Originally Posted by adelay
What doesn't make sense is replacing the sensors if the problem is on the circuit board. Address the sympton but not the cause of the problem. Sounds like VooDoo.
Where is the board located?
I'm thinking the jarred teeth and a bad solder joint are related. If I replace the Bank 1 CPS, is that correcting the problem? Is Nissan blowing smoke up my skirt?
I think it's because we live in a disposable society...but more likely because the CPS is a hermetically sealed unit. You open up the CPS to repair the solder joint and break the environmental integrity of the unit itself. You're right on addressing the symptom and not the cause....but again, if you break the seal, you're likely going to cause problems down the road (so to speak).
If it was me, sure, I'd open 'er up, find the bad joint, resolder it, and be on my way...until it broke again X miles down the road, exactly half way between the place I was to where I was going...but at least I'd saved myself X dollars...but would I have a soldering iron with me when it broke again? Probably not? Would I be driving when it broke again? Or would the wife be driving with the kid in the back seat?
Likely that various processes have improved since 2003 and a new CPS wouldn't have the same solder joint problem that the OEM product might've had. Back in the day with tin/lead solder, cold solder joints weren't much of a problem. All we had to worry about were 'tink whiskers' here and there. But with ROHS regulations, Lead-Free solders, different manufacturing processes, issues with the newer types of solders, and so on and so on, heck, we're still learning. Even NASA is still learning what works and where. I deal with this type of thing every day (2M/CCR certified, not very many of us floating around out there with this level of certification).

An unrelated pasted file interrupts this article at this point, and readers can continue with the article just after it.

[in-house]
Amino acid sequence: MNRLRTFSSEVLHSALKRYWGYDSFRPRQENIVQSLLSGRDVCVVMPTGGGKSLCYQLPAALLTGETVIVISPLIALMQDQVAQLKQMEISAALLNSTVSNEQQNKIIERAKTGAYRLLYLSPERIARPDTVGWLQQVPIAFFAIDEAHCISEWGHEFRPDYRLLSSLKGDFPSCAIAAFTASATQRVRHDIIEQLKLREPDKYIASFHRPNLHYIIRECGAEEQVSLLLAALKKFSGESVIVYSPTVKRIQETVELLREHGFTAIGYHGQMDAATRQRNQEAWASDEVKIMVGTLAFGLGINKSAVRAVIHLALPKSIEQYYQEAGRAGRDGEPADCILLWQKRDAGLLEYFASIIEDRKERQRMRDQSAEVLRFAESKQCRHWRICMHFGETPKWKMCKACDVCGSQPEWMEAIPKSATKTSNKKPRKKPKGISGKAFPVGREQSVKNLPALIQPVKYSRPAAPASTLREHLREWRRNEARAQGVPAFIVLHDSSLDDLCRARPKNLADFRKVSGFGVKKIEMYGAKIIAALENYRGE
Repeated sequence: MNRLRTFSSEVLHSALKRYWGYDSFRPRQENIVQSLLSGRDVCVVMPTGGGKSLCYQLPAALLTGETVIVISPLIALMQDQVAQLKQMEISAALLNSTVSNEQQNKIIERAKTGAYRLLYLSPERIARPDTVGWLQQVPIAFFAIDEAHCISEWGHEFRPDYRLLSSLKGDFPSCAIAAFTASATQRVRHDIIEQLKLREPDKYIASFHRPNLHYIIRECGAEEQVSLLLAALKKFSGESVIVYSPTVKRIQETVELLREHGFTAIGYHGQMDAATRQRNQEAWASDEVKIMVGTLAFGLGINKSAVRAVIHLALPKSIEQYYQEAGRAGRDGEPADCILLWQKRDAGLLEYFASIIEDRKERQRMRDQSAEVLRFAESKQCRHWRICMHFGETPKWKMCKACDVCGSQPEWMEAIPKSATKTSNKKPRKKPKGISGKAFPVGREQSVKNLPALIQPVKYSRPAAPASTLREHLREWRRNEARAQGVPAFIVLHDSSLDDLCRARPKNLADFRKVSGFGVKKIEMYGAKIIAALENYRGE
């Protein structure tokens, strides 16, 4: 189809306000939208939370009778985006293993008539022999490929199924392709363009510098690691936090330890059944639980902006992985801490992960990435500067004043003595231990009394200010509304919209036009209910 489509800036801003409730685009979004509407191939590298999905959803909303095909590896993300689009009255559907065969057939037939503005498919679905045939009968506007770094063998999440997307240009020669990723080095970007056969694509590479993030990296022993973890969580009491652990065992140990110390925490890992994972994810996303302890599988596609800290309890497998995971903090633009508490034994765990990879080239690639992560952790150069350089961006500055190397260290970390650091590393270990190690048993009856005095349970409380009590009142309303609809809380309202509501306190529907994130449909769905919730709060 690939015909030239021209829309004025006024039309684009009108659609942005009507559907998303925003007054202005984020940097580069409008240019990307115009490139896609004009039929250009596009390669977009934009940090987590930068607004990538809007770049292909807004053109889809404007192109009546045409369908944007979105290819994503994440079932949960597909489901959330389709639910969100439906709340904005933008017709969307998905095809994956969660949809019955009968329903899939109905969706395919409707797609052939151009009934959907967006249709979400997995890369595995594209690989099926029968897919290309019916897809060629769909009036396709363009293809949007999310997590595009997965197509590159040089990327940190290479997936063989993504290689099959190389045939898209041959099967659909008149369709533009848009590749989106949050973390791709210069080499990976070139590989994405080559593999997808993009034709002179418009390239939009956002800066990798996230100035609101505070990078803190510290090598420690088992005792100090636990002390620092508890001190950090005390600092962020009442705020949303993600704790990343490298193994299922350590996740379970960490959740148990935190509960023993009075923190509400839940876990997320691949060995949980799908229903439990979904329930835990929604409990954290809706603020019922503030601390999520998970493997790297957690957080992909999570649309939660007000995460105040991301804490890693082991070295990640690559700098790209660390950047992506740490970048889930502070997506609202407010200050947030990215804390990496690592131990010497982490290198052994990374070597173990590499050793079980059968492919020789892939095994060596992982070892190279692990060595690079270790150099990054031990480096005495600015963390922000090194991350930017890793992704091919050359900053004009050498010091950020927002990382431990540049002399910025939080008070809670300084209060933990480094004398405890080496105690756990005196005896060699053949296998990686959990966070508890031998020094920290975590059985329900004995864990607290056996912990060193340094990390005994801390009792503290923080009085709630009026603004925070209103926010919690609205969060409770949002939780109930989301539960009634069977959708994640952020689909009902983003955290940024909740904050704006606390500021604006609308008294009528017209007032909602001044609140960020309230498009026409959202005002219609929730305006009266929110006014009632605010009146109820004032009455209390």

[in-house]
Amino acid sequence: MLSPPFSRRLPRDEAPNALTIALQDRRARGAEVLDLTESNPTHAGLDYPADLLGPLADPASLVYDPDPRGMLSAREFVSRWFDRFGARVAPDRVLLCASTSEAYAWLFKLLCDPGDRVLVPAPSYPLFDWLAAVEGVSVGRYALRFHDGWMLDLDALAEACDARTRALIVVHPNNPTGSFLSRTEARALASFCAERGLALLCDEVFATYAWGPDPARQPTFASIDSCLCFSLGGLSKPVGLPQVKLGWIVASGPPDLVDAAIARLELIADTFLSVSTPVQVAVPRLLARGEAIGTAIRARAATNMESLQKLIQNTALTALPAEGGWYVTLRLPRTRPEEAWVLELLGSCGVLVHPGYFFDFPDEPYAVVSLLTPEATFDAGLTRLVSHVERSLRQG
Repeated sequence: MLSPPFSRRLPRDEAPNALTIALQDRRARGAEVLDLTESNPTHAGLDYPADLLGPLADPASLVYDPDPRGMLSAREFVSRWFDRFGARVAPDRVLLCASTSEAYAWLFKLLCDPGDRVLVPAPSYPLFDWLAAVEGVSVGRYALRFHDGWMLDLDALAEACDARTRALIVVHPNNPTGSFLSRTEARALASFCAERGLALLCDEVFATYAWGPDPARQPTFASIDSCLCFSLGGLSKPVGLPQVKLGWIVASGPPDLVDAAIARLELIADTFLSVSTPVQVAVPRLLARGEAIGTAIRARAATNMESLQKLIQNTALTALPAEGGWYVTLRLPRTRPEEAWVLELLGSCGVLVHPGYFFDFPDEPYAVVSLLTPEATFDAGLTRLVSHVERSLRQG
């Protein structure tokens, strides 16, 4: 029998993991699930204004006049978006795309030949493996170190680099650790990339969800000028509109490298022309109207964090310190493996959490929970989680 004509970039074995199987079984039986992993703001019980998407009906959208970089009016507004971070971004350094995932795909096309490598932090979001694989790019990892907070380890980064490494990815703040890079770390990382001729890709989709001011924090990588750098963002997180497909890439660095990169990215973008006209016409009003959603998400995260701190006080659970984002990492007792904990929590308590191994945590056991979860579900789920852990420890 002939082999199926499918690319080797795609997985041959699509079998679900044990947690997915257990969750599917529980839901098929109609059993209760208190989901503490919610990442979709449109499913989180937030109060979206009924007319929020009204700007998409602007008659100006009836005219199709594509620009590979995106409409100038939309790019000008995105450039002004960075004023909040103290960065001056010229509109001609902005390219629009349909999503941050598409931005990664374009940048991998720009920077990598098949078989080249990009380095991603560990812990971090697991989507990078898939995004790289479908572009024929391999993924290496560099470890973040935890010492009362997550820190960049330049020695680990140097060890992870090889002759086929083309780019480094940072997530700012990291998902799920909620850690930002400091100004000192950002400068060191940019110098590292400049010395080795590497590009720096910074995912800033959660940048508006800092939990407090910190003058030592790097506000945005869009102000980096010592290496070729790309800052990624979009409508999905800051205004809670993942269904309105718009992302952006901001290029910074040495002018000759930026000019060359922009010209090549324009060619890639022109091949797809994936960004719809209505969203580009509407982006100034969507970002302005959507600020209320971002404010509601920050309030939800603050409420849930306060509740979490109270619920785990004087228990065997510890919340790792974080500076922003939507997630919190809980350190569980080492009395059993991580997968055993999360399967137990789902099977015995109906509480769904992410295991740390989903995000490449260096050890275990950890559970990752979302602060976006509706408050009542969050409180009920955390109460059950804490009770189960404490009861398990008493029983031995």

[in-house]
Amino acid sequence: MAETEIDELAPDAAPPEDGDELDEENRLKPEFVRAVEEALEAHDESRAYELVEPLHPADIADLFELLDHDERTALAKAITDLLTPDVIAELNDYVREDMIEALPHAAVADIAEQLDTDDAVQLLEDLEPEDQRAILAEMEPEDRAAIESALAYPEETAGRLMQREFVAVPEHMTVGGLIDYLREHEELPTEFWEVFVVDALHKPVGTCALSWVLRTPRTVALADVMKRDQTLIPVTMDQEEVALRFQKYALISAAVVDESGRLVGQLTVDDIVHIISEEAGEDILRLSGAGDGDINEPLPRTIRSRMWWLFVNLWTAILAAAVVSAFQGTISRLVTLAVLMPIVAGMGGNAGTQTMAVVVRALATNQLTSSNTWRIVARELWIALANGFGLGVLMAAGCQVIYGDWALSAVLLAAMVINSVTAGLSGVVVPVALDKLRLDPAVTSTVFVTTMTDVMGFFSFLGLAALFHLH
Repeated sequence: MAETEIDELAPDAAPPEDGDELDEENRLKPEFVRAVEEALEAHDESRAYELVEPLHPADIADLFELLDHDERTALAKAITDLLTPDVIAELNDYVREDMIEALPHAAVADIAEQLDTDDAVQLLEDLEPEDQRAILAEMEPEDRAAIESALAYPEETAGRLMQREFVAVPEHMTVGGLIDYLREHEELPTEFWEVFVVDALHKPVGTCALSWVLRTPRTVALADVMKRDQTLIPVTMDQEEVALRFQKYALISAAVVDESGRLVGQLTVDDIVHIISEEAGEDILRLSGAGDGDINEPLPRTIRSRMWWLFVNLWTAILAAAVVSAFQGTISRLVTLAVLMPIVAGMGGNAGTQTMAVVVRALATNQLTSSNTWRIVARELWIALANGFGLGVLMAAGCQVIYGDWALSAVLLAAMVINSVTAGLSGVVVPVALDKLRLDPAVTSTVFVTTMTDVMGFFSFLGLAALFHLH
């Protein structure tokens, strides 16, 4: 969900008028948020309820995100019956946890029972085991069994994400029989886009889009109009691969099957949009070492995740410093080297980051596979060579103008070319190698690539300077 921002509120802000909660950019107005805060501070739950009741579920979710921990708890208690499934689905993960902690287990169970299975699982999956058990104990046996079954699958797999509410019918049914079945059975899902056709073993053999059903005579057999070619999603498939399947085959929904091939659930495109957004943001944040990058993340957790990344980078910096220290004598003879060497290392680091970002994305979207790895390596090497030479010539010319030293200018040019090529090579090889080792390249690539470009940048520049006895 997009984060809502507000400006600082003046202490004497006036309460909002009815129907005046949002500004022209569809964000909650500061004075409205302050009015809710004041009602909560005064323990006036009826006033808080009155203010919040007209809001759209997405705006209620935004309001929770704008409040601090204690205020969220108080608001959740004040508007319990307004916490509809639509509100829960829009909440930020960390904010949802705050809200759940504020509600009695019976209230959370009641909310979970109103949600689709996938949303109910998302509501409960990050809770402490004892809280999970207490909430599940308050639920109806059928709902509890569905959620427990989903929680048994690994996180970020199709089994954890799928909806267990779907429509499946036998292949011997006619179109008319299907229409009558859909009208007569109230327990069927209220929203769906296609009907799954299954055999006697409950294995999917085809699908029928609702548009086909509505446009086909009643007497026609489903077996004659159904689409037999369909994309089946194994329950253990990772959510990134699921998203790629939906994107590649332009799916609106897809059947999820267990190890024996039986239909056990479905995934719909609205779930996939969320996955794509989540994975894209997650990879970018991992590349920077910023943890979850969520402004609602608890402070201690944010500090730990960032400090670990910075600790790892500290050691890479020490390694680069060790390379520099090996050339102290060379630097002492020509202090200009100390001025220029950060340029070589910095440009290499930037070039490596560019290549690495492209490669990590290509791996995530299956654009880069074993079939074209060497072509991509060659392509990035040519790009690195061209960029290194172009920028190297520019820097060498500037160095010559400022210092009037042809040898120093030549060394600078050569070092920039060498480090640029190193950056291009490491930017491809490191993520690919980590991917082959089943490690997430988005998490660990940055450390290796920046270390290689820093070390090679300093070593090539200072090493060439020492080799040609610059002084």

If you think the jarred teeth and the bad solder joint are related, then get a block of wood or something and 'jar the CPS' like it jarred the wife's teeth. See if that does anything for the problem. If it does, you know where the problem is.